Chicken producers receive help

Taking care of “cluck cluck” costs a lot of “cha-ching.”

But, new rules are in the works to improve fairness in the marketplace for America’s poultry producers.

Agriculture businesses are expensive to launch; extensive equipment, buildings, machinery, labor and animal costs add up.

Now, financial risks could be far less for one of agriculture’s most important sectors.

Most producers take out loans to build and maintain their farms, then sign contracts with poultry processors (Tyson Foods, Perdue and others) to produce specified amounts of chicken.

Poultry processors are at liberty to terminate contracts if they deem a producer is not abiding by required equipment/building upgrades.

As the cost of animal-production increases, stemming from increased energy and alleged animal-feed costs, coupled with a declining demand, poultry producers’ pocketbooks are taking the hit. The downturn has lead to reduced poultry orders, a decline in renewed poultry contracts and the termination of poultry-processing plants.

According to the USDA, Americans who participated in the Obama Administration’s Rural Tour stops throughout the country expressed concern about the financial implications of poultry farmers and the lack of oversight of the nation’s poultry processors.

Since then, the USDA's Grain Inspection, Packers and Stockyards Administration (GIPSA) released new antitrust provisions to the 2008 Farm Bill to address the feedback.

"Concerns about a lack of fairness and commonsense treatment for poultry producers have gone unaddressed far too long," Agriculture Secretary Tom Vilsack said in a written statement. "This proposed rules will help ensure a level playing field for producers by providing additional protections against unfair practices and addressing new market conditions not covered by existing rules."

Some of the proposed rules as published include:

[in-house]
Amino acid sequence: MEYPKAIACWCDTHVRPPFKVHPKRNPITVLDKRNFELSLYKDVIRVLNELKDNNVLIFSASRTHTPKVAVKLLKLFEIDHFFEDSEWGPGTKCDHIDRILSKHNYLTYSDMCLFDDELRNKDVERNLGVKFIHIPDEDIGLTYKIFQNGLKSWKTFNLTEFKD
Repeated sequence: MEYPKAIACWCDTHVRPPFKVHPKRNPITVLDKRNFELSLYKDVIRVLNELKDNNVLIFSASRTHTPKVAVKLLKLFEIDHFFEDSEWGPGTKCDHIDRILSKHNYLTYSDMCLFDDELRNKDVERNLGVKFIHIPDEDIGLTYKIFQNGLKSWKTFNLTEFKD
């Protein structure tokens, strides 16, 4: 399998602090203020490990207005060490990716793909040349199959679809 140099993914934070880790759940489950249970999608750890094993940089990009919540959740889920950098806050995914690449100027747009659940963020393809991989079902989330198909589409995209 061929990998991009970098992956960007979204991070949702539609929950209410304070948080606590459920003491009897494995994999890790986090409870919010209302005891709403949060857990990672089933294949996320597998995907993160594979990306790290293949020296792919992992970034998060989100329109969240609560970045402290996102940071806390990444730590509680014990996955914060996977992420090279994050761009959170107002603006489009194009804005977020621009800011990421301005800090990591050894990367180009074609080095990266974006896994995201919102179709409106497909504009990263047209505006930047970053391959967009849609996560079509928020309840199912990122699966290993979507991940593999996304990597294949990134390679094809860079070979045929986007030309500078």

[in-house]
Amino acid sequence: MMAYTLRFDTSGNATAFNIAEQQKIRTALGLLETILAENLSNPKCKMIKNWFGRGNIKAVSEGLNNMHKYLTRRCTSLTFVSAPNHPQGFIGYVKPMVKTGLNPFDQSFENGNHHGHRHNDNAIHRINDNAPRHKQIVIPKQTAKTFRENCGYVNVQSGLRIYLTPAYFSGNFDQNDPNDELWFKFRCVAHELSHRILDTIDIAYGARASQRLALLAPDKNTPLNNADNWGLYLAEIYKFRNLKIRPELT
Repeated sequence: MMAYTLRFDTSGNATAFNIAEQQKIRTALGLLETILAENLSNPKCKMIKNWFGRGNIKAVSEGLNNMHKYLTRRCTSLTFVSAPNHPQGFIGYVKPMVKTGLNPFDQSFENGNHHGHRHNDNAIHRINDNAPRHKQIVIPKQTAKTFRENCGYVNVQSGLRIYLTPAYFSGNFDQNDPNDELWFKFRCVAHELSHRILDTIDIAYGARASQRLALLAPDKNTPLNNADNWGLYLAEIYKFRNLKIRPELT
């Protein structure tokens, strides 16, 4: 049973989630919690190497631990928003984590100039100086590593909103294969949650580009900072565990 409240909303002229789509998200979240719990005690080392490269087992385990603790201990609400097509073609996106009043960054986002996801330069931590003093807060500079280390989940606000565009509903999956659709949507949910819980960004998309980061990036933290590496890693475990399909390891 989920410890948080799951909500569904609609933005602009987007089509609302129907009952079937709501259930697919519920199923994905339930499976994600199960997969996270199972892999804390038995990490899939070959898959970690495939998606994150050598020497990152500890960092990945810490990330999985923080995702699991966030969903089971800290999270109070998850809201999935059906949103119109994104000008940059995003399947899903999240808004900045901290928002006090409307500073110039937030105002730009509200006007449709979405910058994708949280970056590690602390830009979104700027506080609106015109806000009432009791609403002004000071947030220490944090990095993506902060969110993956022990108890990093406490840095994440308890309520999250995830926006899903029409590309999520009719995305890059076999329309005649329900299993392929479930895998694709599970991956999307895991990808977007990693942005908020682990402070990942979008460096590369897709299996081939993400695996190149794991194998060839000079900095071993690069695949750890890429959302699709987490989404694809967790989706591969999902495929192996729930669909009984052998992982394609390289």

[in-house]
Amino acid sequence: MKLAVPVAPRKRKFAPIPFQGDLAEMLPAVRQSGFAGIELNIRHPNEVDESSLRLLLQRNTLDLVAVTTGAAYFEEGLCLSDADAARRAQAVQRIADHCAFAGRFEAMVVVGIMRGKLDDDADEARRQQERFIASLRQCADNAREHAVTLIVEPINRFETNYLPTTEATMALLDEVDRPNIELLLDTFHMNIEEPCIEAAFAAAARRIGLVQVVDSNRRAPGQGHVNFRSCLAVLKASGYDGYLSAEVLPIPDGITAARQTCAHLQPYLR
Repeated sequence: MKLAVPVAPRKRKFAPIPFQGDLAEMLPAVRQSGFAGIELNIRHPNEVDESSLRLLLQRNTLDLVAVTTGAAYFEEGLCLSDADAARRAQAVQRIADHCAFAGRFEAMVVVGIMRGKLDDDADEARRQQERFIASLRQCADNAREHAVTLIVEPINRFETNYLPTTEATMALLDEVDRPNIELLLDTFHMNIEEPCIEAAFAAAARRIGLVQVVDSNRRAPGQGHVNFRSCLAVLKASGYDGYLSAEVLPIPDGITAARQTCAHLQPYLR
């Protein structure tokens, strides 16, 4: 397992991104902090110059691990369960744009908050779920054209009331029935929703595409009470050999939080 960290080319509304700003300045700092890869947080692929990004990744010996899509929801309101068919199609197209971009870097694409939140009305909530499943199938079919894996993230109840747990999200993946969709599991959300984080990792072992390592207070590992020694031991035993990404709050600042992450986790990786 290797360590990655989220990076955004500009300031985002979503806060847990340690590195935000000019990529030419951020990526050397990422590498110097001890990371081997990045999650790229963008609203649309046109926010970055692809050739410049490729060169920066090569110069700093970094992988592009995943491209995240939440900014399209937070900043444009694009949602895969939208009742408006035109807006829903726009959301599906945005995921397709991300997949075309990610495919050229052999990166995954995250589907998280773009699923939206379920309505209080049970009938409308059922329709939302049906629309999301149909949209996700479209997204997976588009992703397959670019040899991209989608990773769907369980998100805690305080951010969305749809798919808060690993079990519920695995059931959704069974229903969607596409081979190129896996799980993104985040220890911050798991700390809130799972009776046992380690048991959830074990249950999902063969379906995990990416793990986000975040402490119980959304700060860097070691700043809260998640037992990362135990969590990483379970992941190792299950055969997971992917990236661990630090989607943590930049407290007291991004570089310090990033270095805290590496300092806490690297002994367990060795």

• Establish new protections for producers required to provide expensive capital upgrades to their growing facilities, including protections to ensure producers have the opportunity to recoup 80 percent of the cost of a required capital investment.
  • Provide poultry growers with a written notice of a company’s intent to suspend the delivery of birds as confirmed in a poultry-growing arrangement at least 90 days prior to the date it intends to suspend the delivery.
  • Improve market transparency by making sample contracts (except for trade secrets or other confidential information) be made available at GIPSA’s website for producers.
  • Improve competition in markets by limiting exclusive arrangements between packers and dealers.
"The USDA has never gone this far before in what are unfair practices," said Becky Ceartas of Rural Advancement Foundation International.

However, some believe the proposals are not justified.

“The regulation was clearly drafted to satisfy a small number of activist growers and will do nothing to enhance the business of the great majority of broiler producers who are satisfied with the current system," stated The National Chicken Council in a news release.

GIPSA will consider public comments via e-mail ( received by August 23, 2010.

Do you feel that this industry is deserving of the new regulations? Are there other methods that can be used to financially safeguard chicken producers?

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